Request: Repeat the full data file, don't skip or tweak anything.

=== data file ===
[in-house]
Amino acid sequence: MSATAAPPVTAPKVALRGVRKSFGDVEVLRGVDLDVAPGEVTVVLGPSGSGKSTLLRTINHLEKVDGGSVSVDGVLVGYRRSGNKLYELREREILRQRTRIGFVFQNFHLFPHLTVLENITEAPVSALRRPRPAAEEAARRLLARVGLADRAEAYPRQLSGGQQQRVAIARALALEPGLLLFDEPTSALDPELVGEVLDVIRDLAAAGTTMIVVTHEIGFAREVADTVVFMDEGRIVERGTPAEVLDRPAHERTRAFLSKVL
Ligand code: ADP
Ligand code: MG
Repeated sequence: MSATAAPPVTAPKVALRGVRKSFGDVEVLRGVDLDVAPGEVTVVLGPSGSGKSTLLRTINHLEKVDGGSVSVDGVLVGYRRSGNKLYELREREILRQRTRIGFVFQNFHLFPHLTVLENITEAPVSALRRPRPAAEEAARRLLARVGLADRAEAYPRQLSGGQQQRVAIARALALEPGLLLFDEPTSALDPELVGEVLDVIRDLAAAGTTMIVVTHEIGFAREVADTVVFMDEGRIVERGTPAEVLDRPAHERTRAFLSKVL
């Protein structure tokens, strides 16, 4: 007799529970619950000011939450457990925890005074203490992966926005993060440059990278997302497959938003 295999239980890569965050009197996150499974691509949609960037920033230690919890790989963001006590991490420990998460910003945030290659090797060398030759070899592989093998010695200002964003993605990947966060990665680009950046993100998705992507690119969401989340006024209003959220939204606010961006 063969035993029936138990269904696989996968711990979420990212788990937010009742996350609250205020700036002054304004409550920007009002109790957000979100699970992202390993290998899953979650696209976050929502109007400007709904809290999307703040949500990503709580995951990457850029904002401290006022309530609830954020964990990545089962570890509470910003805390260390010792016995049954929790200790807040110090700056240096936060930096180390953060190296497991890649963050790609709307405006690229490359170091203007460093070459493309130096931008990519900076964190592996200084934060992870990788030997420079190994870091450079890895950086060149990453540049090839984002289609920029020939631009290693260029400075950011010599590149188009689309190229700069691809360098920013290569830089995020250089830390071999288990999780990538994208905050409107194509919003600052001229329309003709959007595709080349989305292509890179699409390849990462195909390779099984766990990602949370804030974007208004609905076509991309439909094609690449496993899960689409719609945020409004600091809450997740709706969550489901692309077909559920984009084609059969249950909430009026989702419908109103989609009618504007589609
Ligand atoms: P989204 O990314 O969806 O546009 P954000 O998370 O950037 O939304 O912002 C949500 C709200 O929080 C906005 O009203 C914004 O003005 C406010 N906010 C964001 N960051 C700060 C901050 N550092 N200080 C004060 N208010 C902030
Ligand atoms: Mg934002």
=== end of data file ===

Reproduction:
[in-house]
Amino acid sequence: MSATAAPPVTAPKVALRGVRKSFGDVEVLRGVDLDVAPGEVTVVLGPSGSGKSTLLRTINHLEKVDGGSVSVDGVLVGYRRSGNKLYELREREILRQRTRIGFVFQNFHLFPHLTVLENITEAPVSALRRPRPAAEEAARRLLARVGLADRAEAYPRQLSGGQQQRVAIARALALEPGLLLFDEPTSALDPELVGEVLDVIRDLAAAGTTMIVVTHEIGFAREVADTVVFMDEGRIVERGTPAEVLDRPAHERTRAFLSKVL
Ligand code: ADP
Ligand code: MG
Repeated sequence: MSATAAPPVTAPKVALRGVRKSFGDVEVLRGVDLDVAPGEVTVVLGPSGSGKSTLLRTINHLEKVDGGSVSVDGVLVGYRRSGNKLYELREREILRQRTRIGFVFQNFHLFPHLTVLENITEAPVSALRRPRPAAEEAARRLLARVGLADRAEAYPRQLSGGQQQRVAIARALALEPGLLLFDEPTSALDPELVGEVLDVIRDLAAAGTTMIVVTHEIGFAREVADTVVFMDEGRIVERGTPAEVLDRPAHERTRAFLSKVL
């Protein structure tokens, strides 16, 4: 007799529970619950000011939450457990925890005074203490992966926005993060440059990278997302497959938003 295999239980890569965050009197996150499974691509949609960037920033230690919890790989963001006590991490420990998460910003945030290659090797060398030759070899592989093998010695200002964003993605990947966060990665680009950046993100998705992507690119969401989340006024209003959220939204606010961006 063969035993029936138990269904696989996968711990979420990212788990937010009742996350609250205020700036002054304004409550920007009002109790957000979100699970992202390993290998899953979650696209976050929502109007400007709904809290999307703040949500990503709580995951990457850029904002401290006022309530609830954020964990990545089962570890509470910003805390260390010792016995049954929790200790807040110090700056240096936060930096180390953060190296497991890649963050790609709307405006690229490359170091203007460093070459493309130096931008990519900076964190592996200084934060992870990788030997420079190994870091450079890895950086060149990453540049090839984002289609920029020939631009290693260029400075950011010599590149188009689309190229700069691809360098920013290569830089995020250089830390071999288990999780990538994208905050409107194509919003600052001229329309003709959007595709080349989305292509890179699409390849990462195909390779099984766990990602949370804030974007208004609905076509991309439909094609690449496993899960689409719609945020409004600091809450997740709706969550489901692309077909559920984009084609059969249950909430009026989702419908109103989609009618504007589609
Ligand atoms: P989204 O990314 O969806 O546009 P954000 O998370 O950037 O939304 O912002 C949500 C709200 O929080 C906005 O009203 C914004 O003005 C406010 N906010 C964001 N960051 C700060 C901050 N550092 N200080 C004060 N208010 C902030
Ligand atoms: Mg934002």